In Canada, supreme court finds that unwritten constitutional principles like democracy cannot be used as bases for invalidating legislation

By Ashok Kini, 18 October
Supreme Court of Canada (photo credit: educaloi.qc.ca)
Supreme Court of Canada (photo credit: educaloi.qc.ca)
The Supreme Court of Canada (5:4) observed that 'unwritten constitutional principles' like democracy, though part of Constitution, cannot be used as bases for invalidating legislation. The court was considering a challenge against a law viz. Better Local Government Act, 2018, reducing the size of Toronto City Council wards from 47 to 25. [...] The dissent, referring also to Indian judgment in Kesavananda Bharati case, noted that many Parliamentary system have recognized that unwritten constitutional principles have full legal force and can serve as substantive limitations on all branches of government. Justice Abella, with whom other three judges agreed to, said that unwritten constitutional principles are not, as the majority suggests, merely "context" or "backdrop" to the text. On the contrary, unwritten principles are our Constitution's most basic normative commitments from which specific textual provisions derive, the judge said.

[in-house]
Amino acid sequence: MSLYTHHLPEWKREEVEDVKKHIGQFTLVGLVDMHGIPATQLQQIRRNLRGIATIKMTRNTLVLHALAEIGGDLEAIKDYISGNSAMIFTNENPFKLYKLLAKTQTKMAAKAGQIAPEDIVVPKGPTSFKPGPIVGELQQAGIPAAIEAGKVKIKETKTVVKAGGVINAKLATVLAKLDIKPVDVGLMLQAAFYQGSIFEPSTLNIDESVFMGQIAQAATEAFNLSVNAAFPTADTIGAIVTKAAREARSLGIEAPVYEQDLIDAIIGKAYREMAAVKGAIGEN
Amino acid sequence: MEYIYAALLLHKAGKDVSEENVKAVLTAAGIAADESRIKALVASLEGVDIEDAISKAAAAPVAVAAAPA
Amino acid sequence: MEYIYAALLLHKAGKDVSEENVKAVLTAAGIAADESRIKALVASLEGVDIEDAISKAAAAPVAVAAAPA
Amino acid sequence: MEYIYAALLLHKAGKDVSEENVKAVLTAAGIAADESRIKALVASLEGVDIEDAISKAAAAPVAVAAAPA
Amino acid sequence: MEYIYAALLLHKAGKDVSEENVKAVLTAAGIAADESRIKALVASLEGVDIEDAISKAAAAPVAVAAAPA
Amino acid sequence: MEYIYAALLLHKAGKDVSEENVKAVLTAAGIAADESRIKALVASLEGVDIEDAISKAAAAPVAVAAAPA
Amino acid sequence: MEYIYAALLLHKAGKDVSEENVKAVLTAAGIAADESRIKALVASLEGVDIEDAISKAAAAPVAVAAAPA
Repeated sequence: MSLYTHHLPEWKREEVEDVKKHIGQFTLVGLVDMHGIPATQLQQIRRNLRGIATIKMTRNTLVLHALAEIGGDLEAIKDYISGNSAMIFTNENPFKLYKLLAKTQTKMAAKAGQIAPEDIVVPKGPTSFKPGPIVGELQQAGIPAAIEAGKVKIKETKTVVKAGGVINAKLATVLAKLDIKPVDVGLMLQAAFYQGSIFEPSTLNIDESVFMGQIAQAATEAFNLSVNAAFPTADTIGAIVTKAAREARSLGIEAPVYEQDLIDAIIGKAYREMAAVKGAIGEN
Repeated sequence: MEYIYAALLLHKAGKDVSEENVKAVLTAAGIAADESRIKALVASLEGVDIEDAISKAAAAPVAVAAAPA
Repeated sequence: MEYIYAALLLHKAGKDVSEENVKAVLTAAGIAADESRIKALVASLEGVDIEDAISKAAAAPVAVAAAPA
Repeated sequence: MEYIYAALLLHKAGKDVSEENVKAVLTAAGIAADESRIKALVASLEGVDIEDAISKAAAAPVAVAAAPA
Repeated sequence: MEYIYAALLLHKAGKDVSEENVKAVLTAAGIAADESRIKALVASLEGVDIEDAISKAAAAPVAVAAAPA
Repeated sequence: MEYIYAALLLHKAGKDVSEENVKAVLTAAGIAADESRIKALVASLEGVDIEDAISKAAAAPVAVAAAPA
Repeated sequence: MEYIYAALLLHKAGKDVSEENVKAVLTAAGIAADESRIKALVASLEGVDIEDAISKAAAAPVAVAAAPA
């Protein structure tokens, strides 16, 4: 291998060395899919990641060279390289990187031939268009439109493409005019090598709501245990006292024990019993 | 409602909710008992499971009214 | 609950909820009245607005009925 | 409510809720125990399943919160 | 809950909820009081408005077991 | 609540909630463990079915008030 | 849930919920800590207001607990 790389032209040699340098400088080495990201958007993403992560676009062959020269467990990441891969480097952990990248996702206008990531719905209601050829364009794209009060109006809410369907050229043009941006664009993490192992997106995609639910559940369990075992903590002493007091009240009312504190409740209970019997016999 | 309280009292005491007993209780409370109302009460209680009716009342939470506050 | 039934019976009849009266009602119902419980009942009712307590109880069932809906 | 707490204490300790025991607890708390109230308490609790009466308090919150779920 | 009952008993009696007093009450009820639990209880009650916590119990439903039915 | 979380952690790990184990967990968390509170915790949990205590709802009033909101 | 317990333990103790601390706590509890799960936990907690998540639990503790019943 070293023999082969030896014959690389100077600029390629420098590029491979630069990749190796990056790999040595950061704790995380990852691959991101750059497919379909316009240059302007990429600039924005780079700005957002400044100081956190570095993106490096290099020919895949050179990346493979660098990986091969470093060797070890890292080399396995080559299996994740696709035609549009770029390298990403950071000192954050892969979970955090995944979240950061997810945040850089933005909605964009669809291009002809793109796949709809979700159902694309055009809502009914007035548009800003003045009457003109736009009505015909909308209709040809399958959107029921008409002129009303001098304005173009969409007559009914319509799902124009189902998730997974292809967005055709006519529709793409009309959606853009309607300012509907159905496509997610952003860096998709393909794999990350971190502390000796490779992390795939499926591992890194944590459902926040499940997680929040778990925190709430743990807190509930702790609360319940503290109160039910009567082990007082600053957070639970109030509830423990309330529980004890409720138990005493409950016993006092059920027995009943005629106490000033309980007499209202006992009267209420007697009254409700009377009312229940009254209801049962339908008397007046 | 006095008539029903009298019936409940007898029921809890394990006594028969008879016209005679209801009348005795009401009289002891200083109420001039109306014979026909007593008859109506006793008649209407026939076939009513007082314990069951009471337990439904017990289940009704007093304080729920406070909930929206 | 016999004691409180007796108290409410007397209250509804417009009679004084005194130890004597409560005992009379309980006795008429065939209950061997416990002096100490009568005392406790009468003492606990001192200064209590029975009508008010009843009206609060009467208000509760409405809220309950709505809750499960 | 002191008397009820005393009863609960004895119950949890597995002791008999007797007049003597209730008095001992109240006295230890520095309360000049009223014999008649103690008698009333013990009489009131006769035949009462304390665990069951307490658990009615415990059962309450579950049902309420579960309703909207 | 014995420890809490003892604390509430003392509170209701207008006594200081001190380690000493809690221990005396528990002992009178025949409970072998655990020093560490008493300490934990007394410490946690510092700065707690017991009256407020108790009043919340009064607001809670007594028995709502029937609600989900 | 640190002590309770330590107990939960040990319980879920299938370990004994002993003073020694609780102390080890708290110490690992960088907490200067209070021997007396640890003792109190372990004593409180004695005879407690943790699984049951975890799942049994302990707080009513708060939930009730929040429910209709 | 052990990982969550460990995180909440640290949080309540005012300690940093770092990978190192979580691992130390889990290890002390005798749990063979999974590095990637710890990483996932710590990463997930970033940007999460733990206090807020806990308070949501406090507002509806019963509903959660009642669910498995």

Read the full article here: Live Law

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